A judge of the Boston Municipal Court had jurisdiction, after a criminal defendant waived a probable cause hearing but before any indictments were returned, to allow the Commonwealth's motion for leave to take prospective witnesses' depositions pursuant to Mass. R. Crim. P. 35. 
A judge of the Boston Municipal Court acted within his discretion in allowing the Commonwealth's motion pursuant to Mass. R. Crim. P. 35 for leave to take the depositions of two prospective witnesses at a criminal trial where, on the evidence presented by the Commonwealth, the judge could conclude that the Commonwealth was legitimately concerned that the witnesses might be unable or unwilling to testify at trial and that this concern would be alleviated by his allowing the motion. [645-646]
Discussion of the requirements of the confrontation clause of the Sixth Amendment to the United States Constitution with reference to the admissibility of an absent witness's prior recorded testimony in evidence at a criminal trial. [646-649]
Where a criminal defendant was not afforded a constitutionally adequate opportunity to cross-examine a prospective witness at a deposition taken pursuant to Mass. R. Crim. P. 35, the admission of the witness's deposition testimony at the defendant's murder trial when the witness was unavailable violated the defendant's right under the Sixth Amendment to the United States Constitution to confront the witnesses against him. [649-651]
A criminal defendant was not entitled to receive a court-ordered polygraph examination and to have the results admitted in evidence at his trial. 
On a motion to suppress a witness's identification testimony, the judge was warranted in concluding that the defendant had failed to establish, by a preponderance of the evidence, that the identification procedures used
in three separate police lineups were unnecessarily suggestive, and the judge properly rejected the contention that the witness's experience while an assistant district attorney affected his identification of the defendant in a lineup. [652-653]
On the record of a criminal case, the issue of the defendant's right to have counsel present during a postlineup interview with police, at which a witness made his identification, was not presented for this court's review. [653-654]
Where the judge at the hearing on a pretrial motion to suppress concluded that the circumstances of a witness's out-of-court identification of the defendant were not unnecessarily suggestive, he correctly precluded cross-examination at the hearing intended to call in question the reliability of the witness's observations at the scene of two murders. [654-655]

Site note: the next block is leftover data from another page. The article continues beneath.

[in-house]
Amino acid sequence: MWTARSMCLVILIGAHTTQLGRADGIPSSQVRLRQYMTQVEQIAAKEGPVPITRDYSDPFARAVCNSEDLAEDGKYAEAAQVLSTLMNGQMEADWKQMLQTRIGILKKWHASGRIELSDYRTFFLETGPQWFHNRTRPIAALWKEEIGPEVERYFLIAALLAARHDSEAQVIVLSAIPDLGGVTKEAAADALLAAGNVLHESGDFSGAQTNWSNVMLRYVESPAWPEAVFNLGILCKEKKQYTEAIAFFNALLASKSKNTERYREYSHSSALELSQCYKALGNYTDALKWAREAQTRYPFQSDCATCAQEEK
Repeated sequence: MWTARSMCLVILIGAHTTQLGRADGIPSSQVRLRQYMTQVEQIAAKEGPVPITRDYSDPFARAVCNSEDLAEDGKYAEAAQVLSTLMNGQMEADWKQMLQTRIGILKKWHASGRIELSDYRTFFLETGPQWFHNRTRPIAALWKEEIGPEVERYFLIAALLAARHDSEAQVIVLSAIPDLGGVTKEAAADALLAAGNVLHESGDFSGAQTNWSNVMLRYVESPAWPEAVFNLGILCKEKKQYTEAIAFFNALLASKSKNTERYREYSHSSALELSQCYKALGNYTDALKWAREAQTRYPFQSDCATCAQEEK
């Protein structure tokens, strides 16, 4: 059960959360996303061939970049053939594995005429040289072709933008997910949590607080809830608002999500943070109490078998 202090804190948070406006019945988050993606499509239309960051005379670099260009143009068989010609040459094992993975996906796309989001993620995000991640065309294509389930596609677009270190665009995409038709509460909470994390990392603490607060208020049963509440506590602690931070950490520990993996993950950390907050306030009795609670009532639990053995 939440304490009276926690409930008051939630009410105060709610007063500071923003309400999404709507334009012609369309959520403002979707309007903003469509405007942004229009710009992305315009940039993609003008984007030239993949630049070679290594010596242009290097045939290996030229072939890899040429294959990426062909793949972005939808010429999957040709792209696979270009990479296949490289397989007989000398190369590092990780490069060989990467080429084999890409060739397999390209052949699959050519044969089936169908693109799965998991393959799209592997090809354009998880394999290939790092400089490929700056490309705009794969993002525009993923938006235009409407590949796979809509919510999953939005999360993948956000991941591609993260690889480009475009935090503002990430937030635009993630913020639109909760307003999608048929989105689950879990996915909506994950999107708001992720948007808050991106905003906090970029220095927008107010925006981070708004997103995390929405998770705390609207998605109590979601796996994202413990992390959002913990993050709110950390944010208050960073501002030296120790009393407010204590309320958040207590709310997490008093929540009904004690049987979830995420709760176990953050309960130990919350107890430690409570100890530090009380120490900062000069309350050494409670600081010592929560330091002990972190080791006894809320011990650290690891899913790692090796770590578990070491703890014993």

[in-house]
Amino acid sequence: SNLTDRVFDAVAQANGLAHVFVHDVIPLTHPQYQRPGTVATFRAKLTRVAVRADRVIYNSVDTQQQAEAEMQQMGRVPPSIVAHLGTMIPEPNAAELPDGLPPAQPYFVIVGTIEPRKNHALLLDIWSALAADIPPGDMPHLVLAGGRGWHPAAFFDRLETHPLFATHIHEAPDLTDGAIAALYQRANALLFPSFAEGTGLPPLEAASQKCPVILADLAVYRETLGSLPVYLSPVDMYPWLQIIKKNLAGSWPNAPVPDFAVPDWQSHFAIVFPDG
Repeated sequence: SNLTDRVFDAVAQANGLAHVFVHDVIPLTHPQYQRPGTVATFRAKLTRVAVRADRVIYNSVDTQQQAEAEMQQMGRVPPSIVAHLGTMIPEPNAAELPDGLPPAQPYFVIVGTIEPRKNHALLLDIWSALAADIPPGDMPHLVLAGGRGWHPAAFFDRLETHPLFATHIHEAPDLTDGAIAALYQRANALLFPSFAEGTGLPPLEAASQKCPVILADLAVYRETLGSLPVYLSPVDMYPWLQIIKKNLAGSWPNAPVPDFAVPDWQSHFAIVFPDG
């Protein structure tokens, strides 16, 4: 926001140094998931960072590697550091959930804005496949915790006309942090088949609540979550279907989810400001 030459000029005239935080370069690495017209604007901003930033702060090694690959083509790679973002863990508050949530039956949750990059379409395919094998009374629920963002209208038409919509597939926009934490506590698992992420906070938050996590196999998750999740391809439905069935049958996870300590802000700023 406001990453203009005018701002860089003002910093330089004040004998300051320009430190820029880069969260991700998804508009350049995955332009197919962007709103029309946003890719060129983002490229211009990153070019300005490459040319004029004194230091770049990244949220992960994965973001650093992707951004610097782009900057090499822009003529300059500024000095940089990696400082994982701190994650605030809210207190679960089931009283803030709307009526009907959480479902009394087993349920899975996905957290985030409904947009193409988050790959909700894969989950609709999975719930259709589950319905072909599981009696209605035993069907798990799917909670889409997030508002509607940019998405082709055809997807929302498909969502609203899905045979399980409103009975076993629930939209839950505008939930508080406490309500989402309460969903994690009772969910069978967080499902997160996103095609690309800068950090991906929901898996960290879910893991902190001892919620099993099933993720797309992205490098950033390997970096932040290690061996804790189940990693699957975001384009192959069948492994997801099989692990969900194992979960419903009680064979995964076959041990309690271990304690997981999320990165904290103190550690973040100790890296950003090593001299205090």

A criminal defendant was not entitled to dismissal of the indictments against him by reason of the Commonwealth's failure to present certain allegedly exculpatory evidence to the grand jury. [655-656]
INDICTMENTS found and returned in the Superior Court Department on May 21, 1986.
Pretrial motions were heard by Charles R. Alberti, J., and Robert W. Banks, J., and the cases were tried before Sandra L. Hamlin, J.
F. Lee Bailey (Kenneth J. Fishman & Peter Charles Horstmann with him) for the defendant.
Jane A. Sullivan, Assistant District Attorney, for the Commonwealth.
ABRAMS, J. The defendant, Paul Tanso, appeals from two convictions of murder in the first degree. [Note 1] The main issue on appeal is the trial judge's admission in evidence, over objection, of the deposition testimony of an unavailable witness who had not been cross-examined. For the reasons stated in this opinion, we conclude that the defendant did not waive his right to cross-examine the witness. Therefore, the admission of the deposition testimony violated the defendant's right to confrontation under the Sixth Amendment to the United
On February 19, 1986, at approximately 9:30 P.M., a double homicide occurred in a park in Boston's North End. The defendant was arrested on February 23, 1986, and arraigned the next day on complaints charging him and two codefendants with the February 19 murders. At trial, the Commonwealth's proof indicated that the defendant, along with codefendants Frank DiBenedetto and Louis Costa, killed John Bottari and Frank Angelo Chiuchiolo by firing weapons repeatedly into their bodies at close range. Two witnesses identified the defendant as one of the assailants. One, Joseph Schindler, testified that he observed part of the incident from his apartment window.
The other witness, Richard Storella, knew the defendants as well as the men who were killed. In a deposition before the Boston Municipal Court judge, Storella said that the victims had planned to rob DiBenedetto. Storella said that he drove with the two victims to the park and observed the killings while standing outside of the park.
At a pretrial hearing on Monday, March 3, 1986, in the Municipal Court, [Note 4] the defendant waived his rights to a probable cause hearing, and the Commonwealth moved to depose Schindler and Storella pursuant to Mass. R. Crim. P. 35, 378 Mass. 906 (1979). [Note 5] In support of its motion, the Commonwealth